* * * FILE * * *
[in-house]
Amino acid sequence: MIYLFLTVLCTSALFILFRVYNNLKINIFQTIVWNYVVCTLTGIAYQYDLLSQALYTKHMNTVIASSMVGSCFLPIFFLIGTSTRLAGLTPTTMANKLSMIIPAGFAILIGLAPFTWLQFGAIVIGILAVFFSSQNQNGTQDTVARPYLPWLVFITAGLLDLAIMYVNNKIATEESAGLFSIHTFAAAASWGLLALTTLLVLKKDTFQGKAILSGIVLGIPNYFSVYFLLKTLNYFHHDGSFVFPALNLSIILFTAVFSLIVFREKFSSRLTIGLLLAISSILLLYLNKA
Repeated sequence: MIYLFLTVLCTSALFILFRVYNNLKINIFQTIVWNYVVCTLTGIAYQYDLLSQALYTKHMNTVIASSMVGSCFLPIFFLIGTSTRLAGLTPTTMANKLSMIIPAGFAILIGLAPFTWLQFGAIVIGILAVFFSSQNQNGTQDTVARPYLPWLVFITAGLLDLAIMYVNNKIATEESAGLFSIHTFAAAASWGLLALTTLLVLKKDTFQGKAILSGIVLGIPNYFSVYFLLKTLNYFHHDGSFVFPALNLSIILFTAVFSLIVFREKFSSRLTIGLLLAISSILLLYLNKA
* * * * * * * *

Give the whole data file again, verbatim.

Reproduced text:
[in-house]
Amino acid sequence: MIYLFLTVLCTSALFILFRVYNNLKINIFQTIVWNYVVCTLTGIAYQYDLLSQALYTKHMNTVIASSMVGSCFLPIFFLIGTSTRLAGLTPTTMANKLSMIIPAGFAILIGLAPFTWLQFGAIVIGILAVFFSSQNQNGTQDTVARPYLPWLVFITAGLLDLAIMYVNNKIATEESAGLFSIHTFAAAASWGLLALTTLLVLKKDTFQGKAILSGIVLGIPNYFSVYFLLKTLNYFHHDGSFVFPALNLSIILFTAVFSLIVFREKFSSRLTIGLLLAISSILLLYLNKA
Repeated sequence: MIYLFLTVLCTSALFILFRVYNNLKINIFQTIVWNYVVCTLTGIAYQYDLLSQALYTKHMNTVIASSMVGSCFLPIFFLIGTSTRLAGLTPTTMANKLSMIIPAGFAILIGLAPFTWLQFGAIVIGILAVFFSSQNQNGTQDTVARPYLPWLVFITAGLLDLAIMYVNNKIATEESAGLFSIHTFAAAASWGLLALTTLLVLKKDTFQGKAILSGIVLGIPNYFSVYFLLKTLNYFHHDGSFVFPALNLSIILFTAVFSLIVFREKFSSRLTIGLLLAISSILLLYLNKA